The 2003 Intertek European study deals with the use of financial modeling at European asset management firms.2 It is based on studies conducted by The Intertek Group to evaluate model performance following the fall of the markets from their peak in March 2000, and explores changes that have occurred since then. In total, 61 managers at European asset management firms in the Benelux countries, France, Germany, Italy, Scandinavia, Switzerland, and the United Kingdom were interviewed. (The study does not cover alternative investment firms such as hedge funds.) At least half of the firms interviewed are among the major players in their respective markets, with assets under management ranging from €50 to €300 billion.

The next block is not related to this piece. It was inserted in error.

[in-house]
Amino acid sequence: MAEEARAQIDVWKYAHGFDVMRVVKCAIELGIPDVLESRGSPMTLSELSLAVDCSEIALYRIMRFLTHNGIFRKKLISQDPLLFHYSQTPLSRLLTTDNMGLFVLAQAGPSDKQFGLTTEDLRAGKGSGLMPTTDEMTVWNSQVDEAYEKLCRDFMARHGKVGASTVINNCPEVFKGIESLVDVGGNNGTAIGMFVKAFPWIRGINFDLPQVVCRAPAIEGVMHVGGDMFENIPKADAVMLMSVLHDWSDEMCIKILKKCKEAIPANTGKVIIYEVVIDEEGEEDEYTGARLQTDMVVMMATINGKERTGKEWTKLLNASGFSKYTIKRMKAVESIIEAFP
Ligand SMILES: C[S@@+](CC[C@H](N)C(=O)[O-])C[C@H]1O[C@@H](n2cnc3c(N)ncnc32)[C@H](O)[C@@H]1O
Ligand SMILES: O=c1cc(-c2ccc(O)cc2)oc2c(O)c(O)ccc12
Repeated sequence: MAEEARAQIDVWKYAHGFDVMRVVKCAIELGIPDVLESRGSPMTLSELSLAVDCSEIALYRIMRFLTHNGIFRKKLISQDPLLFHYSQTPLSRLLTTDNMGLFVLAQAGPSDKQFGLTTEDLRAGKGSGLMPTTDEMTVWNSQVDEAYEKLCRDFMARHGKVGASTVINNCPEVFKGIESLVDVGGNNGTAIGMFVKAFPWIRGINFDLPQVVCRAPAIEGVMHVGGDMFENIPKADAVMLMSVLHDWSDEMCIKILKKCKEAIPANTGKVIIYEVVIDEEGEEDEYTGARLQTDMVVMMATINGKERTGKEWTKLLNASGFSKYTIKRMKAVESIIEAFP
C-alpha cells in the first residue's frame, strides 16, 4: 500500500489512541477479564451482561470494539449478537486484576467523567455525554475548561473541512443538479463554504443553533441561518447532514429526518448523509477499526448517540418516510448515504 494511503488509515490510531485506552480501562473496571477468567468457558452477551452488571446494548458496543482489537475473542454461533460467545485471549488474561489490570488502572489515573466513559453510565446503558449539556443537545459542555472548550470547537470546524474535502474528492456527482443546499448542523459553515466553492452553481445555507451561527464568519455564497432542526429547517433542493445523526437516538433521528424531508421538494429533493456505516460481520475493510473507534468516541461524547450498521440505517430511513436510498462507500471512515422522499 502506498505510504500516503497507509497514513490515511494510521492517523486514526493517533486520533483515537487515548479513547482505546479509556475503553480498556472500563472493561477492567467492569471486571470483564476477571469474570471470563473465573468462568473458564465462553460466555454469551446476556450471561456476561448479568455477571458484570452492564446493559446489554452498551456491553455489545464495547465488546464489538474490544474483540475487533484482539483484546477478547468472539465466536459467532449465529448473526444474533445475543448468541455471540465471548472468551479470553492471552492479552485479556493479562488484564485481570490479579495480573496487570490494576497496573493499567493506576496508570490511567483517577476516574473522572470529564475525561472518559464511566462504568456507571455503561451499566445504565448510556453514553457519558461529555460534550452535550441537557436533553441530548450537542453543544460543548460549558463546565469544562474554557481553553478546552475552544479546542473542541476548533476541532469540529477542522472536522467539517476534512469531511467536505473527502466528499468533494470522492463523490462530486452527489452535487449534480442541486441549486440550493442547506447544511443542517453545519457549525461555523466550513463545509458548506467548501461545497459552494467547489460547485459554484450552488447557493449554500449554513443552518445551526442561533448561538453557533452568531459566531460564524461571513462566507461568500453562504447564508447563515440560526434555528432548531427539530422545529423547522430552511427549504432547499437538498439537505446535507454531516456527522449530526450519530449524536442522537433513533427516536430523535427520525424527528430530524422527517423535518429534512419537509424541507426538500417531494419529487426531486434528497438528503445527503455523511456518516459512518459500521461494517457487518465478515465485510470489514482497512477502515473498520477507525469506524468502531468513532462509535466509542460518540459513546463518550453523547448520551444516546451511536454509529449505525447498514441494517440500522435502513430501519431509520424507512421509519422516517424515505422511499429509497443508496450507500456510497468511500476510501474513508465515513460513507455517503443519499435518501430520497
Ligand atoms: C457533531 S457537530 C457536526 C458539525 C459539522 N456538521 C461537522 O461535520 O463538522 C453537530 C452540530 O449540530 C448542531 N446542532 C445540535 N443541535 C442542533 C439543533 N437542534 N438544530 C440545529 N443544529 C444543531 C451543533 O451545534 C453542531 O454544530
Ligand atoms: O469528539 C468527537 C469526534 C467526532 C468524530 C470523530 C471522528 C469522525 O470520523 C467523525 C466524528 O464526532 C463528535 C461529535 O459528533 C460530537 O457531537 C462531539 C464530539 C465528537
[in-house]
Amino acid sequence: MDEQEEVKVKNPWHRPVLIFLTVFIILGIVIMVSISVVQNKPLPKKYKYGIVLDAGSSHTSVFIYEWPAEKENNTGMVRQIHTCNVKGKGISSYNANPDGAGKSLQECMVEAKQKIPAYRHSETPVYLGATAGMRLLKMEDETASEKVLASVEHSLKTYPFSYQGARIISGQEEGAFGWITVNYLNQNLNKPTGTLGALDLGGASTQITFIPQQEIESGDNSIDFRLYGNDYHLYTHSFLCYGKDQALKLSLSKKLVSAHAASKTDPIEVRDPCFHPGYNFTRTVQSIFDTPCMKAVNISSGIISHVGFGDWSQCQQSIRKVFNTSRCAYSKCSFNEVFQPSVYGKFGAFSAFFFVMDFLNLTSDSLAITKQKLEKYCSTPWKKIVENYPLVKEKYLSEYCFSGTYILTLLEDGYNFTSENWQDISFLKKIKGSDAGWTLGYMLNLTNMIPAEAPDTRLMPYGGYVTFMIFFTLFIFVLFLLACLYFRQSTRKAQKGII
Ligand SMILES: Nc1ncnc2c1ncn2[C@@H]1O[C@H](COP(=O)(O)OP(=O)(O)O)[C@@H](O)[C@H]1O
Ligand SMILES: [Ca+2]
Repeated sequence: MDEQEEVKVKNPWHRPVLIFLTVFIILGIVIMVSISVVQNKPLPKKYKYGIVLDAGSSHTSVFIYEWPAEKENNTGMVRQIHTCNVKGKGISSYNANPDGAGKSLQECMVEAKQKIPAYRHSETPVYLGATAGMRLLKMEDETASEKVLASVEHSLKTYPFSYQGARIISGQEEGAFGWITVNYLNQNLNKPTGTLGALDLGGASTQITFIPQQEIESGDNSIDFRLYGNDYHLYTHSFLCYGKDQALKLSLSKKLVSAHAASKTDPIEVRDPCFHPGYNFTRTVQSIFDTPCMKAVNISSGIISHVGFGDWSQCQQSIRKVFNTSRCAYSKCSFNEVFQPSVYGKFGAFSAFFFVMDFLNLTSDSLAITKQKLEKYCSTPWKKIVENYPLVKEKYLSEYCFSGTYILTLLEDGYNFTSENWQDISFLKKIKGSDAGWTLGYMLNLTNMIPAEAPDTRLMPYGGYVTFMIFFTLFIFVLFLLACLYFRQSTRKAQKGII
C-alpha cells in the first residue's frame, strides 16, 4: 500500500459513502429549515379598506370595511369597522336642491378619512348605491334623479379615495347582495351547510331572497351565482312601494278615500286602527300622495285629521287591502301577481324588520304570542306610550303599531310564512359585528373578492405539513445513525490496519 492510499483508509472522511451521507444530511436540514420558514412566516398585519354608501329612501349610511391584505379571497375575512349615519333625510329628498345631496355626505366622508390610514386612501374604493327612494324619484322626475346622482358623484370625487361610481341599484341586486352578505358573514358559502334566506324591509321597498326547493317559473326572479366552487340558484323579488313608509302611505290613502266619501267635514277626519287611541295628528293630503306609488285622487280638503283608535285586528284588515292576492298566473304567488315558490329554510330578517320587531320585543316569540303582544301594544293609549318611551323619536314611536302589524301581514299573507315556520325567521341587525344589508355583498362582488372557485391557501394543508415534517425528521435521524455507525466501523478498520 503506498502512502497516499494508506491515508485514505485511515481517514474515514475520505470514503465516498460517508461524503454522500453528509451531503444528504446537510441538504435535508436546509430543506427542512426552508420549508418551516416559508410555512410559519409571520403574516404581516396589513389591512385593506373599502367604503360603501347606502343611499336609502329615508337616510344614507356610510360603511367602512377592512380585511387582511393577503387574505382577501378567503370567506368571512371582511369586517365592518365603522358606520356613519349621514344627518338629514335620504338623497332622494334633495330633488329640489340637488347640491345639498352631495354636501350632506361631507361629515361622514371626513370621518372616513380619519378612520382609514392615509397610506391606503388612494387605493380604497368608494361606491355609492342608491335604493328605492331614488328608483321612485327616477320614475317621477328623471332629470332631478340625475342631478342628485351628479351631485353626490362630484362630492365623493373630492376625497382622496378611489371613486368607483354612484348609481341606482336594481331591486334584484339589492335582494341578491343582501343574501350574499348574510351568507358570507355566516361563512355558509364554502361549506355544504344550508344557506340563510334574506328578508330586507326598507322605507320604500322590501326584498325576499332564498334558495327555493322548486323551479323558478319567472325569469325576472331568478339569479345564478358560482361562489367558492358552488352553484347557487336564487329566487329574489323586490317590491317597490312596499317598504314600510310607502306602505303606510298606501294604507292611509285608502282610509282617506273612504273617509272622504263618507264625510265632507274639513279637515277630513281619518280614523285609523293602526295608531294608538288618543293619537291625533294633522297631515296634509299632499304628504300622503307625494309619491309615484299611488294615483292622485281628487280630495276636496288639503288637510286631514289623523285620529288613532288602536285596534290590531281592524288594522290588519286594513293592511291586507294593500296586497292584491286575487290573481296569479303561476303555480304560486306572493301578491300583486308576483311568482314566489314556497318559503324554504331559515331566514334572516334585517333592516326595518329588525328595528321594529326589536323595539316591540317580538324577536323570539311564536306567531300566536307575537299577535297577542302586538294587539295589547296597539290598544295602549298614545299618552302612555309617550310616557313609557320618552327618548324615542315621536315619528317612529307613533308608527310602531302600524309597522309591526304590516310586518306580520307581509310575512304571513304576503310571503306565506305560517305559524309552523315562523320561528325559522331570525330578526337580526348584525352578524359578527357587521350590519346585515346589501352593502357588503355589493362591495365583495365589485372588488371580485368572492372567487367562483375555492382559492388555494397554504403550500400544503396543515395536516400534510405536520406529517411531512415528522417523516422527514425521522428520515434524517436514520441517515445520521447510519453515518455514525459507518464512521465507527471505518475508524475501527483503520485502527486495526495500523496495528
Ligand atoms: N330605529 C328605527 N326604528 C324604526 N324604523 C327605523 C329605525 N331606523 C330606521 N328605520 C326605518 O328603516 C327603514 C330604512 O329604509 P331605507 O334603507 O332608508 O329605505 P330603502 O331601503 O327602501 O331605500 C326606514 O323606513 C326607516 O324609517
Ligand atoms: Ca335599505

The major findings are summarized next.

Greater Role for Models

In the two years following the March 2000 market highs, quantitative methods in the investment decision-making process began to play a greater role. Almost 75% of the firms interviewed reported this to be the case, while roughly 15% reported that the role of models had remained stable. The remaining 10% noted that their processes were already essentially quantitative. The role of models had also grown in another sense; a higher percentage of assets were being managed by funds run quantitatively. One firm reported that over the past two years assets in funds managed quantitatively grew by 50%.

Large European firms had been steadily catching up with their U.S. counterparts in terms ...

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